Gold edged lower overnight, holding near a multi-week low as the US dollar gained against the euro after the European Central Bank postponed an interest rate hike, but the bank’s gloomy economic outlook limited the metal’s fall.
Spot gold was down 0.1 per cent at $US1,285.61 per ounce.
It hit $US1,280.70 on Tuesday, the lowest since January 25.
US gold futures settled down 0.1 per cent at $US1,286.1 per ounce.
The ECB slashed its 2019 growth and inflation forecasts and lowered those for 2020 and 2021 on Thursday, acknowledging that Europe’s slowdown was longer and deeper than earlier thought.
‘The good news here for gold is that the interest rate environment globally is unlikely to move much higher,’ said Bart Melek, head of commodity strategies at TD Securities in Toronto, with reference to the ECB statement.
‘We do have reason to believe the US dollar will be firm for now and that historically tends to suppress gold prices. But at these levels, gold is still very supported at $US1,275 and $US1,285.’
The euro dipped against the US dollar following the ECB’s monetary policy statement, which was a surprise for many investors.
The US dollar, measured against a basket of currencies, rose to a near three-month peak as the euro sold off.
Germany, the euro zone’s biggest economy, stagnated in the fourth quarter and Italy is in outright recession, raising the risk that a temporary slowdown will become a more lasting downturn as business confidence is sapped by a steady flow of negative news.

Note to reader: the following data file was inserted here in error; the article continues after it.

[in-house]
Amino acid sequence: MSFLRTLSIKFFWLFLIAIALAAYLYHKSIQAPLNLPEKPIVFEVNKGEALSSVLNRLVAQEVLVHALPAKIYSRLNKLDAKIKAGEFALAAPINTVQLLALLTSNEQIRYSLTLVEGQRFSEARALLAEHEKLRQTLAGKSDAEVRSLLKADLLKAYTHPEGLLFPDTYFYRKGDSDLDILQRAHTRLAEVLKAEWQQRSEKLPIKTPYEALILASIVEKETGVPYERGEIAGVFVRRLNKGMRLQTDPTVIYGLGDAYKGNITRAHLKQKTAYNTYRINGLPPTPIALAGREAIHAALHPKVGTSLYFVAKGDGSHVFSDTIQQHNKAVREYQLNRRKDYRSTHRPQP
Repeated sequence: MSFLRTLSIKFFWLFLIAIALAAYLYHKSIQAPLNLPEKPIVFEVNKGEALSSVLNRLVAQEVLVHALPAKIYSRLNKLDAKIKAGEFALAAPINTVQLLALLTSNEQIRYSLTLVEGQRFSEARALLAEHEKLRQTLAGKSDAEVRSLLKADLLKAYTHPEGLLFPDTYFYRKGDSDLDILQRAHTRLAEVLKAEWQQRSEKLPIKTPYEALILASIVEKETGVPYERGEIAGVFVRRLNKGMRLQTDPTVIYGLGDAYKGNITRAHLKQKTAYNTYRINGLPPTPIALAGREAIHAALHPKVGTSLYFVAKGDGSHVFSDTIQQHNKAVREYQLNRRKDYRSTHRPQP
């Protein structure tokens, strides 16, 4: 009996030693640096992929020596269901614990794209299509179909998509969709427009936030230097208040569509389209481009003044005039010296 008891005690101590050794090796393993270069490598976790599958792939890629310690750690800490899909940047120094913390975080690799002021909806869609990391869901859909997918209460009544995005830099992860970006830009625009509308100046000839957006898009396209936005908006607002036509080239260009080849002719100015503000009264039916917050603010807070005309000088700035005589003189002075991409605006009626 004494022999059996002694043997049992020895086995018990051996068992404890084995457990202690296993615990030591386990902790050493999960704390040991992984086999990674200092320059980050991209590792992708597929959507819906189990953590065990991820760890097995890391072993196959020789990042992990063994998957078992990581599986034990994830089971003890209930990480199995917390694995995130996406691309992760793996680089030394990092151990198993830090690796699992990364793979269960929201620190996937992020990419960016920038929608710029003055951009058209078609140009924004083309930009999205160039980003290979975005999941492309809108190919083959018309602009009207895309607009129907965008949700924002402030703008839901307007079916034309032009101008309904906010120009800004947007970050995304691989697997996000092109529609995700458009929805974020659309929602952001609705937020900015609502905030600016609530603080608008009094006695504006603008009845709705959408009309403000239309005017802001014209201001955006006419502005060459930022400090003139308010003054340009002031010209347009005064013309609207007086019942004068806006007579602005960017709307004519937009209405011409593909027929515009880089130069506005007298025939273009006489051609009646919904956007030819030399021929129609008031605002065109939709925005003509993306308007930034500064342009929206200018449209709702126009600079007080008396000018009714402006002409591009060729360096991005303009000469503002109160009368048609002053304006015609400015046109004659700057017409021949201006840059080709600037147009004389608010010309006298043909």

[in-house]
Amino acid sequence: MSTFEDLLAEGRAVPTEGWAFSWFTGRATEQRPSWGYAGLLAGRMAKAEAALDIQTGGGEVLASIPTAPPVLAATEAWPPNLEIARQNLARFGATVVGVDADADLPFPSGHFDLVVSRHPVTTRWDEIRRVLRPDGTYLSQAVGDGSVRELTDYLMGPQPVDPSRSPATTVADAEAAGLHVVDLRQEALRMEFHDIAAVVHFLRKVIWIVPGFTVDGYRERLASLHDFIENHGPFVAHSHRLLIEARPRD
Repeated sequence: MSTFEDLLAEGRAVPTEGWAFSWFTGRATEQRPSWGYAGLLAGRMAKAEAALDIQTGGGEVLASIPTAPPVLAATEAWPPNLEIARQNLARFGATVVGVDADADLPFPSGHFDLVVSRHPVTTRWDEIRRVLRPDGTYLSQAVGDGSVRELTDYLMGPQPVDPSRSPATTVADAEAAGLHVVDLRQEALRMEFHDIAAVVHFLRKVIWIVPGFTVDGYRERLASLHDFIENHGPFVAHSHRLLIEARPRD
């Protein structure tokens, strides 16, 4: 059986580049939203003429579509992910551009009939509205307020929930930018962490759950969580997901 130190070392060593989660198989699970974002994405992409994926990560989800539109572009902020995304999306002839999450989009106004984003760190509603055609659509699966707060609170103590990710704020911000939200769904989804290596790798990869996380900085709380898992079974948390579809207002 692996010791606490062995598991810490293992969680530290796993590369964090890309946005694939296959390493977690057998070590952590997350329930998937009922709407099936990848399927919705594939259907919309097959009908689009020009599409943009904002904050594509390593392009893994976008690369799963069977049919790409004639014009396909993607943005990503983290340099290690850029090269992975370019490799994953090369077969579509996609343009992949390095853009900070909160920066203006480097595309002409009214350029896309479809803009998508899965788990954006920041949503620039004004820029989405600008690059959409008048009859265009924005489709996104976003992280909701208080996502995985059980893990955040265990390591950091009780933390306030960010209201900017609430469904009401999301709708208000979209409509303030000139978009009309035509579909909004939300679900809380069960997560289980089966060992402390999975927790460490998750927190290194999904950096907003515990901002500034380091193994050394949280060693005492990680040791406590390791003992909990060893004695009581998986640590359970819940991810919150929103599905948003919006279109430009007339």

The ECB announcement compounded worries of a global slowdown, helping bolster the overall sentiment for bullion, considered a safe store of value during times of economic or political uncertainty.
‘Gold is behaving in a relatively lacklustre form. We have got the US jobs data tomorrow which might give us a good indication of what to expect from here,’ said Ross Norman, chief executive at Sharps Pixley.
The US non-farm payrolls report on Friday could provide further signals on the strength of the economy and how it would affect the Federal Reserve’s monetary policy.
Also supporting gold was strong buying from central banks, analysts said, with China, the world’s biggest consumer of the metal, increasing its gold reserves to 60.260 million fine troy ounces in February from 59.940 million troy ounces at end-January.
Palladium fell 0.7 per cent to $US1,527.02 per ounce and silver dipped 0.3 per cent to $US15.03.
Silver touched a low of $US14.96, its weakest since the end of December.
Platinum was down 1.9 per cent at $US811 per ounce.